Architectures of vigilantism
In issue 33 of MAS Context, Germane Barnes, Shawhin Roudbari, and a cohort of contributors explore ways that space and design condition, encourage, and express acts of vigilantism. Encounters where citizens police one another along racialized, gendered, and classed lines are a characteristic of everyday life in the US. Aggressors accost, resistors assert, and witnesses evaluate the presence of bodies in space. Can designers, architects, and urbanists address vigilantism? The contributors to the forthcoming issue of MAS Context bring nuance and insight to this question.
Guest editors Germane Barnes and Shawhin Roudbari articulate problems of race and space in the US in their respective practices. In his work, Germane investigates the connection between architecture and identity. Mining architecture’s social and political agency from within the profession as well as cultural and ethnic studies, he examines how the built environment influences black domesticity. Complementary to this, Shawhin strives to bridge the chasm between sociological and architectural theories of race and racism. Sociological studies of racism address space well, but stop short of the architectural scale. Architectural studies of racism, in turn, struggle to acknowledge institutional forces of racism. Germane and Shawhin shared theoretical and visual progress in their respective and collaborative work.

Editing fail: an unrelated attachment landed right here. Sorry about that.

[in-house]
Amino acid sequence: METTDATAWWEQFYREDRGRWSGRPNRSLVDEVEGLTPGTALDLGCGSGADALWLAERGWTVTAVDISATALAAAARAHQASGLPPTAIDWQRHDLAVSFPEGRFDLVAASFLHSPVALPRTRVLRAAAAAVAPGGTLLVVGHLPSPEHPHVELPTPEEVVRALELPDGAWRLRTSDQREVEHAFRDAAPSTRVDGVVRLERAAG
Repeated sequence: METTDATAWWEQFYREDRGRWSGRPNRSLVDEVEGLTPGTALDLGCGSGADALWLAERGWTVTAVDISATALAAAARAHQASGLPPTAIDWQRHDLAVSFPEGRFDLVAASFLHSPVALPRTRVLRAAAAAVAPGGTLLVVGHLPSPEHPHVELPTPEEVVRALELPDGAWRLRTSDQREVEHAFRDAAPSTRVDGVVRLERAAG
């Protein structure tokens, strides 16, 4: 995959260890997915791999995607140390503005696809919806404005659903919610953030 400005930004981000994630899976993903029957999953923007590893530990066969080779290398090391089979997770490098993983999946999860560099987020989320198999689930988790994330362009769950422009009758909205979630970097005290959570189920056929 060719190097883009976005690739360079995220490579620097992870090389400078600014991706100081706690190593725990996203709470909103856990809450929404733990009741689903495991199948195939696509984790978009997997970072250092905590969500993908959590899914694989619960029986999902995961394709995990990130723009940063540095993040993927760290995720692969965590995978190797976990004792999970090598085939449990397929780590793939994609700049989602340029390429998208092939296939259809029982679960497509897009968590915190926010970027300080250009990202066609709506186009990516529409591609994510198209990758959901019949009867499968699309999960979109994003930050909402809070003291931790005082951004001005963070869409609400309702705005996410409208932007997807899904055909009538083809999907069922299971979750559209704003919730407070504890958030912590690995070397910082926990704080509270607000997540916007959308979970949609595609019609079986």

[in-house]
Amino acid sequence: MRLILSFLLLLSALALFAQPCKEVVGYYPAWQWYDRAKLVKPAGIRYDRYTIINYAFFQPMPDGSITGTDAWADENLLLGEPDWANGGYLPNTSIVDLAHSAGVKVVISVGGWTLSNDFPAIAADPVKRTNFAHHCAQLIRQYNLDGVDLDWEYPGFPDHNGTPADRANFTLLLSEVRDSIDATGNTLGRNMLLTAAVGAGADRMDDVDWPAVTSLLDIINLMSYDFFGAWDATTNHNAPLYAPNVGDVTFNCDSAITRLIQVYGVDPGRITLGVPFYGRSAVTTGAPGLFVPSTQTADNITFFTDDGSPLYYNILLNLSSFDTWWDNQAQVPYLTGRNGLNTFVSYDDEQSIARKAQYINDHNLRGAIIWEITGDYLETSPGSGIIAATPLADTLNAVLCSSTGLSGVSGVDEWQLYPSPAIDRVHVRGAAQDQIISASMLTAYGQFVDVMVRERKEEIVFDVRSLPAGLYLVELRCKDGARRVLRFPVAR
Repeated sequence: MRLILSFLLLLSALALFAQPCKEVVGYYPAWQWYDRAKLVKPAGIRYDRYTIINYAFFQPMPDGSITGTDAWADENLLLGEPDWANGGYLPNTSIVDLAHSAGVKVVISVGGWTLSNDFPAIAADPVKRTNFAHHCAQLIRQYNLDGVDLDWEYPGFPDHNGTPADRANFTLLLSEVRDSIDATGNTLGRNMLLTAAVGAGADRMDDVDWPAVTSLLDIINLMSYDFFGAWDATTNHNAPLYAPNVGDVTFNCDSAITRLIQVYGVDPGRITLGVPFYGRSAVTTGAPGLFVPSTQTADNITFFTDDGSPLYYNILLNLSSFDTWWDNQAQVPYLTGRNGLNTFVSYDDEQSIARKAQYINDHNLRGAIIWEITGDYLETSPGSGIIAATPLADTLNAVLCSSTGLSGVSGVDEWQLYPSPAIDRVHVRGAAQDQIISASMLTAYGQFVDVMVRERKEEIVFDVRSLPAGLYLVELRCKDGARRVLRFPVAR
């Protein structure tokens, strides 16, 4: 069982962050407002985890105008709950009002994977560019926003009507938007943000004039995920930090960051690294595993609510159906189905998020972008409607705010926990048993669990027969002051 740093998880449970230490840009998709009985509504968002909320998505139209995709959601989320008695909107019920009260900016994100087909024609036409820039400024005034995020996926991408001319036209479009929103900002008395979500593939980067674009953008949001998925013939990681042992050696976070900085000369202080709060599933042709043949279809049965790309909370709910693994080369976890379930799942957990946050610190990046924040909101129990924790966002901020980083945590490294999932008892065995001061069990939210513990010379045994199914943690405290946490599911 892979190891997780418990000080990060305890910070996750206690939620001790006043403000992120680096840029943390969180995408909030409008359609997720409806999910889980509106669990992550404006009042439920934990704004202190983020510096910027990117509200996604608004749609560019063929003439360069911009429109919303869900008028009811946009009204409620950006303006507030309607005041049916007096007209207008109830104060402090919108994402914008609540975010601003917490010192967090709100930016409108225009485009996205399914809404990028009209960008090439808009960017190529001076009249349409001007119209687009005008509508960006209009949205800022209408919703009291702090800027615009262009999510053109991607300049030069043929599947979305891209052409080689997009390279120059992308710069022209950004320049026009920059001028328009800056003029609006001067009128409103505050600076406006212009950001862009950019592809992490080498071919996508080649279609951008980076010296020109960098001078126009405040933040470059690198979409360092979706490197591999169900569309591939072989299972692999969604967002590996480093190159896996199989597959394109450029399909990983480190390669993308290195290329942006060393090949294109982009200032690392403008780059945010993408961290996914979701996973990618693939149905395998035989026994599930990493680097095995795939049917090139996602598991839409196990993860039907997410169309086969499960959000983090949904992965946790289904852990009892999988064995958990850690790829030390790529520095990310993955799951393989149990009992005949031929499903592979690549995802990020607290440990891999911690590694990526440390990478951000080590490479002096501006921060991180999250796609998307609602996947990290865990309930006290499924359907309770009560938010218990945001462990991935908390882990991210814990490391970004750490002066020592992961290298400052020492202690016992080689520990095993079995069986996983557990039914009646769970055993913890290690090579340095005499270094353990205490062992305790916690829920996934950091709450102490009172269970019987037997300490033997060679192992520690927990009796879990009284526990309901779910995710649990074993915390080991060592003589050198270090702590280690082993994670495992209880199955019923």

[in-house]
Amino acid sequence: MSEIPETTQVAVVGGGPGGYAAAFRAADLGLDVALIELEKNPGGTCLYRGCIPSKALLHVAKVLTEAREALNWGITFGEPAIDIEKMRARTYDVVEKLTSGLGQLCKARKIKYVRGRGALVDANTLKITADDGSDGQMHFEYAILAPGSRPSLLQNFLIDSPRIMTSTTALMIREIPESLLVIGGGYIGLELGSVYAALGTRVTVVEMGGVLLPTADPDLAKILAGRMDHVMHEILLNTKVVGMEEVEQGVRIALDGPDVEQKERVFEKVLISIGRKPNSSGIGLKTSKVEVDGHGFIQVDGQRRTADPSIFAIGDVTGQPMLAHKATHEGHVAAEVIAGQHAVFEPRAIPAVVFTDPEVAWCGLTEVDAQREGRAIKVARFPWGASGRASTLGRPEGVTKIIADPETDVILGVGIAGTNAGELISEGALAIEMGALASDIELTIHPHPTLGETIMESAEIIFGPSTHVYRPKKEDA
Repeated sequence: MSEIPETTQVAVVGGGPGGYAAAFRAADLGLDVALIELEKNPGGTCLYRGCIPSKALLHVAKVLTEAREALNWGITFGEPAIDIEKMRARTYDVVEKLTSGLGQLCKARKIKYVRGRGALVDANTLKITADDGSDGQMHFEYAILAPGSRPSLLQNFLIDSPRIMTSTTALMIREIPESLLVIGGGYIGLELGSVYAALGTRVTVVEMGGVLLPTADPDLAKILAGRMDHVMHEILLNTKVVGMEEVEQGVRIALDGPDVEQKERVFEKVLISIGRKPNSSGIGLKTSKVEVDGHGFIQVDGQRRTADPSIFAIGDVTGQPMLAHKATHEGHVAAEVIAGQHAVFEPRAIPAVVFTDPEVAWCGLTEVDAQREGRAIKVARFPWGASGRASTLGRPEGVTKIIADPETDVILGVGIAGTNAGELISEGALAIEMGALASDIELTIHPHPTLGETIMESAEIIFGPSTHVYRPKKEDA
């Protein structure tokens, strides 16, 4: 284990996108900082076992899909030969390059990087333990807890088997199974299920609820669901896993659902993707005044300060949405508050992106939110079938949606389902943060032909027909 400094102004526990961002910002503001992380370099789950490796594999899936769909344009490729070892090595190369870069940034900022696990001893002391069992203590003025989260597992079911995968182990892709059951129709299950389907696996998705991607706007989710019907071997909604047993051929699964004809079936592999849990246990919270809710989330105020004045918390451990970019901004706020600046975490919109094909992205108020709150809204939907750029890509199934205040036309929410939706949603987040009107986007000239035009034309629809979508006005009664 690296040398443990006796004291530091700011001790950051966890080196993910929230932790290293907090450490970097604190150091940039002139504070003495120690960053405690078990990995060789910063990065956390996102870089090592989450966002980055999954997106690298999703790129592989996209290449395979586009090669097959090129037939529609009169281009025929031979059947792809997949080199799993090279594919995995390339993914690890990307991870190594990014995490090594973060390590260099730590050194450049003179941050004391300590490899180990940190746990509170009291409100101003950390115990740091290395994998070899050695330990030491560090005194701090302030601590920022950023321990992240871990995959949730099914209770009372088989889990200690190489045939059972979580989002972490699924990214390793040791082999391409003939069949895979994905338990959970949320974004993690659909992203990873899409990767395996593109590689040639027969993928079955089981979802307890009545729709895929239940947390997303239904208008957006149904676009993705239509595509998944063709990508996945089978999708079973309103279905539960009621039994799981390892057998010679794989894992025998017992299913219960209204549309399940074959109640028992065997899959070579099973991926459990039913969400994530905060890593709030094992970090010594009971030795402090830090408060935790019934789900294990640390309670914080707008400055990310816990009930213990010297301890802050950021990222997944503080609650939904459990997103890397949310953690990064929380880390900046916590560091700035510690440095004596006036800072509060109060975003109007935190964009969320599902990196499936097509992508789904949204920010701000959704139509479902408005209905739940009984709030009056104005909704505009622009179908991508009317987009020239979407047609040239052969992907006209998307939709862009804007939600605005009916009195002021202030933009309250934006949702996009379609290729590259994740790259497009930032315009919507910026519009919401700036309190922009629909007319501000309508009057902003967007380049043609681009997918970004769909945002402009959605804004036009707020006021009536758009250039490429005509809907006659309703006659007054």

Germane and Shawhin have drawn inspiration from works in architecture, race and ethnic studies, sociology, and poetry. The following suggested readings represent this range through particularly powerful expression:
– Katherine McKittrick, Demonic Grounds: Black Women and the Cartographies of Struggle (Minneapolis: University of Minnesota Press, 2006). (All incredibly powerful, but see, in particular, her discussions of the garret, the slave ship, and the auction block.)
– Wendy Leo Moore, Reproducing Racism: White Space, Elite Law Schools, and Racial Inequality (Lanham, Boulder, CO: Rowman & Littlefield Publishers, 2008). (Much of the content can translate from law to architecture.)
– Claudia Rankine, Citizen: An American Lyric (Minneapolis, Minnesota: Graywolf Press, 2014). (See, for example, her passage on page 18.)
– Rashad Shabazz, Spatializing Blackness: Architectures of Confinement and Black Masculinity in Chicago (Champaign, IL: University of Illinois Press, 2015).
– Craig L. Wilkins, The Aesthetics of Equity: Notes on Race, Space, Architecture, and Music (Minneapolis: University of Minnesota Press, 2007). (Chapter 1 and his discussion of the whiteness and racism of Lockean notions of space offer important provocations.)